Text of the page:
How to prune Annabelle and mophead hydrangeas
A lot of confusion exists around when and how hydrangeas can be pruned but once a hydrangea is correctly identified, pruning becomes fairly easy.
The nickname mopheads (H. macrophylla) is descriptive of the shape of their blooms. Blue, pink and purple are the most common colours. White is fairly uncommon. If the blooms on your hydrangeas are white, consider the possibility that they are not macrophyllas but are one of the other species.
Mophead hydrangeas do not have to be pruned back unless they are very old. Removing dead stems and blooms is the only pruning that should be done for the health of the plant, and these can be removed at any time. But if your hydrangea is getting much too large or old, use the following method.
These hydrangeas bloom on old wood. (Stems that have been on the hydrangea since the summer before the current season.) They produce flower buds in August, September or October for the following summer’s blooms. If those stems are pruned in the fall, winter, or spring, the bloom buds will be removed, and there may be little or no bloom the following summer (usually June/July for the northern hemisphere).
Unfortunately H. macrophylla is the variety most susceptible to winter bud injury in Southern Ontario. Our winters can be severe, so you might need to offer it some winter protection from severe winds to protect the flower buds. Tying the branches together and wrapping them with burlap isn’t pretty, but it could mean winter survival. Remove the burlap when the buds begin to swell.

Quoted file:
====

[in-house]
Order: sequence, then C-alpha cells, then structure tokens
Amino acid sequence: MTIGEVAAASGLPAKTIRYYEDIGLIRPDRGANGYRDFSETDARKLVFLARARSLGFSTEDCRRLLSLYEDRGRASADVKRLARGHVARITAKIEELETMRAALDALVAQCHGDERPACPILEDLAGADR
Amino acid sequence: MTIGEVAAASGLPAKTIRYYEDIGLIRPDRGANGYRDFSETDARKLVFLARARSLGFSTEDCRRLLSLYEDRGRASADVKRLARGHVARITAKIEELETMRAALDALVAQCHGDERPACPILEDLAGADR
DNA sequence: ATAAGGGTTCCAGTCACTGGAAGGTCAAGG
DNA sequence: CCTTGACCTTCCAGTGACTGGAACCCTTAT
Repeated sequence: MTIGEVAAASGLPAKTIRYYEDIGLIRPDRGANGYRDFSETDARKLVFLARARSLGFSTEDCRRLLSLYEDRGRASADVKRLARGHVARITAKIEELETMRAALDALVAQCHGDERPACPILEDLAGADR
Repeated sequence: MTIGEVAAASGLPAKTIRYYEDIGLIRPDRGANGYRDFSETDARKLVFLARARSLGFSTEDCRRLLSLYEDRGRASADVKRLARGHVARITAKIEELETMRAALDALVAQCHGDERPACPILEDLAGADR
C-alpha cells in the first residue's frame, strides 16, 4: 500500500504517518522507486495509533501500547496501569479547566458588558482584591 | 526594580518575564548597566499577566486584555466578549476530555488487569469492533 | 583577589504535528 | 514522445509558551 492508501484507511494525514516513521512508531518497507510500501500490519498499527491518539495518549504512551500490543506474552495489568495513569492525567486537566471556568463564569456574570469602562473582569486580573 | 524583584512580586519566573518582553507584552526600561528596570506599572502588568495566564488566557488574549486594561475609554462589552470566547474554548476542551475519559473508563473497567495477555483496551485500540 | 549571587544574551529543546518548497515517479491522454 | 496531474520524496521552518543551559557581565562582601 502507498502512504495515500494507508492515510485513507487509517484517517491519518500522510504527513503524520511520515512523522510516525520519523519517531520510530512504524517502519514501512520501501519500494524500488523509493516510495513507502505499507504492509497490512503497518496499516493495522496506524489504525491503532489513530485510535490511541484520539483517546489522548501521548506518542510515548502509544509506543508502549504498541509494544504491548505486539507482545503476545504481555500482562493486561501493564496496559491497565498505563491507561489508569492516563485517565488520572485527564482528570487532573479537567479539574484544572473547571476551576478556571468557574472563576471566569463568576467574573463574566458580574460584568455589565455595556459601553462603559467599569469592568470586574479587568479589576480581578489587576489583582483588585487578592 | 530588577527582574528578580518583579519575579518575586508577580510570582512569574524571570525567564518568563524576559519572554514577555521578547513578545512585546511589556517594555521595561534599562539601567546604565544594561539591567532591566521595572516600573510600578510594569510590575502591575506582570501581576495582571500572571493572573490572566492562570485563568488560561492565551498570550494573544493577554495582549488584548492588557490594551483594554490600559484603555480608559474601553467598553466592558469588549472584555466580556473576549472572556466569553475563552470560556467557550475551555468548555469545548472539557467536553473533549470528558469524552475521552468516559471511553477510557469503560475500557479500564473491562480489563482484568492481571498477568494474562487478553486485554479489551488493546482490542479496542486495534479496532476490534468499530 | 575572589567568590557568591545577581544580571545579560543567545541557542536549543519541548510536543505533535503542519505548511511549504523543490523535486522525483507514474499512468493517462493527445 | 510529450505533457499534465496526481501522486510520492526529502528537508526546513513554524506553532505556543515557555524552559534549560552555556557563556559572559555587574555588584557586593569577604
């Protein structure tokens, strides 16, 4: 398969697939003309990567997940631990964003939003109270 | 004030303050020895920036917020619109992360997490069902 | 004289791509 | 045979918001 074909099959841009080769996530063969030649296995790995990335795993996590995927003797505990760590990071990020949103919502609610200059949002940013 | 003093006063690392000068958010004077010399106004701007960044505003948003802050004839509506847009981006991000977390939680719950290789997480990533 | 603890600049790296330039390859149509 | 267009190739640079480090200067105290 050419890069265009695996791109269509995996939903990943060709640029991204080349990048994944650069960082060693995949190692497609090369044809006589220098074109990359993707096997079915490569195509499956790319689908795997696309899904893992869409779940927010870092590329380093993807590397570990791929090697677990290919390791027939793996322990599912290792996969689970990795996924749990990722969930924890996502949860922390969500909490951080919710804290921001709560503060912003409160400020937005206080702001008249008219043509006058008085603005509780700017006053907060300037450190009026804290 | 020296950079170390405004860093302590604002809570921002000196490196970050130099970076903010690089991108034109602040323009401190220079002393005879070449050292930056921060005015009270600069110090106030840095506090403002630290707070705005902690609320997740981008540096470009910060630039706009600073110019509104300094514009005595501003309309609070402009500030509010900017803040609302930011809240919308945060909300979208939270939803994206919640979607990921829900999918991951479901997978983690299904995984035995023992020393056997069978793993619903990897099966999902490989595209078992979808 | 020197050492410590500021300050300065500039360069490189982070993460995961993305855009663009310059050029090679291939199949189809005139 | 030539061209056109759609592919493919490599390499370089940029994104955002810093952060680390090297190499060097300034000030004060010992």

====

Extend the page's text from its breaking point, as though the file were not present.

‘Annabelle’ is one variety in the species H. arborescens. Its blooms may bring lollipops to mind. They are usually very large, and made up of tiny individual blossoms. There is one trait that sets ‘Annabelle’ apart from most other hydrangeas – the blooms open green, turn white for 2-3 weeks, and gradually turn green again (at which time they can be used in dried arrangements). These huge blooms are notorious for falling over in wind and rain storms.
H. arborescens bloom on new wood.( Stems that developed on the plant during the current season) So late winter or early spring is the time to prune. Just look for the first set of fat new buds and prune back the stem to just above this new growth. If you have a lusty plant and want to keep it contained, you can cut back drastically — almost to the ground — in late winter before the new growth appears. Or you can leave more of the woody stem in order to give the heavy heads more support. Cut any dead branches to the ground at any time; they’ll be brittle, so easy to identify.